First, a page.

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The brown acid, man

I was a printmaking major in art school. Did I ever mention that? Maybe not. I was a printmaking major for about two weeks before I dropped out. It was mostly down to financial issues; I loved printmaking.

Downside of being a printmaking major: I ended up with a big glass carboy of nitric acid in my closet that worried me exceedingly, especially when it came time to move. How do you get rid of such a thing?

As it happens, I paid a man to take it away. I have no idea what he did with it. All’s I know is, the answer to most problems in life is to pay a man to take it away.

I signed myself up for a local printmaking course today, hoping to get back into it. I then went shopping for materials (shopping for materials is the best bit of any artmaking endeavor). These days, it’s apparently murder to get your hands on nitric acid — you can’t mail the stuff and you have to promise you have a proper chemical hood and everything before anyone will sell it to you in person.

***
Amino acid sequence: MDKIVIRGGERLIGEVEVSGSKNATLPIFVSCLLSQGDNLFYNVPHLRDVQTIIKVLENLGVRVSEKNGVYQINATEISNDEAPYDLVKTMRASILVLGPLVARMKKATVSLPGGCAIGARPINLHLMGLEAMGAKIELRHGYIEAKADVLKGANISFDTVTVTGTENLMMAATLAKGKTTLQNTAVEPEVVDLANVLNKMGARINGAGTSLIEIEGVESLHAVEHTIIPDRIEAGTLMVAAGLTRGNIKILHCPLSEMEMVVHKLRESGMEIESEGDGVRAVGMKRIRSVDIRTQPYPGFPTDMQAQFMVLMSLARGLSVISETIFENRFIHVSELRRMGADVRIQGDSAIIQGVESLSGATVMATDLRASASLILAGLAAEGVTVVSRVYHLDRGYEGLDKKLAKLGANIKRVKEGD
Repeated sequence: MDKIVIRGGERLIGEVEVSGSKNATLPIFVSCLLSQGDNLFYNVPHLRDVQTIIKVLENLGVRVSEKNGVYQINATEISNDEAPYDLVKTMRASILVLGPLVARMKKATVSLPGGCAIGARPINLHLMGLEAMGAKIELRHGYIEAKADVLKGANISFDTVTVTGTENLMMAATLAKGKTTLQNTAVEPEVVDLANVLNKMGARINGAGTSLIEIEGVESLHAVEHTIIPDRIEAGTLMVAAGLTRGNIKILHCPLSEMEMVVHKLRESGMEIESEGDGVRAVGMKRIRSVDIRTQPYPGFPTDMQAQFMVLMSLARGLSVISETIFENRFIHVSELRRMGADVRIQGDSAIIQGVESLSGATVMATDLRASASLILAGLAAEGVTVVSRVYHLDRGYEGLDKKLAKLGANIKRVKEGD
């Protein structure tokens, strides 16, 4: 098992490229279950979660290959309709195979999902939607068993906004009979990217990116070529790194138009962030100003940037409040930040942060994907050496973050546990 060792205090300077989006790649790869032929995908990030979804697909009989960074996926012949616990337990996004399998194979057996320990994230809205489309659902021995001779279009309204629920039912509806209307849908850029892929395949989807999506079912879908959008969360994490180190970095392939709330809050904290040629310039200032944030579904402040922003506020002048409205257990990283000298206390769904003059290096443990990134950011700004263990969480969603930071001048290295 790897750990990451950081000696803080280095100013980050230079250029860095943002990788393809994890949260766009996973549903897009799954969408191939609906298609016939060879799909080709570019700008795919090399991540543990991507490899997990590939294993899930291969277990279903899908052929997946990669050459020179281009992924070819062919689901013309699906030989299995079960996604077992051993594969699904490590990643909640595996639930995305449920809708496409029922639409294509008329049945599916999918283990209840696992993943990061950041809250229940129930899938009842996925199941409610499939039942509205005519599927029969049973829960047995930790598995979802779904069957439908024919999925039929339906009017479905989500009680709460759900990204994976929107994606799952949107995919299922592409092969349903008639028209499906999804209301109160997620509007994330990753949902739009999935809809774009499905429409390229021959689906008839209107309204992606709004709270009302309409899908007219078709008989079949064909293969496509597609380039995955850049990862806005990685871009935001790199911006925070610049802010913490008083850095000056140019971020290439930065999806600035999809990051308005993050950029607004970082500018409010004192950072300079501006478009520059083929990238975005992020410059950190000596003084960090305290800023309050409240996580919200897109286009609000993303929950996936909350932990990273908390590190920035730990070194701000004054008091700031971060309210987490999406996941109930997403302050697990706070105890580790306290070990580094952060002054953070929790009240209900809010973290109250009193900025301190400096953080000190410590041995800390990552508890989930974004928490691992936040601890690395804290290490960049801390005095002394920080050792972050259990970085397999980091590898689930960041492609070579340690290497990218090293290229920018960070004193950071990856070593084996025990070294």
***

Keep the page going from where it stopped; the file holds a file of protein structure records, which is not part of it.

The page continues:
All the tutorials are saying to use copper sulfate instead, which is safer to handle and and etches metal just as quickly and well.

My question is…if it’s safer to handle and just as good, why did we ever use nitric acid?

Stay tuned.

Pictured: acid carboys from my field trip to the True Crime Museum in Hastings. They were bought from the workshop of John George “Acid Bath” Haigh. The Museum bought six empty carboys; the acid from three of them was used to dissolve the body of Olive Durand-Deacon…and they don’t know which three.

February 18, 2019 — 8:47 pm
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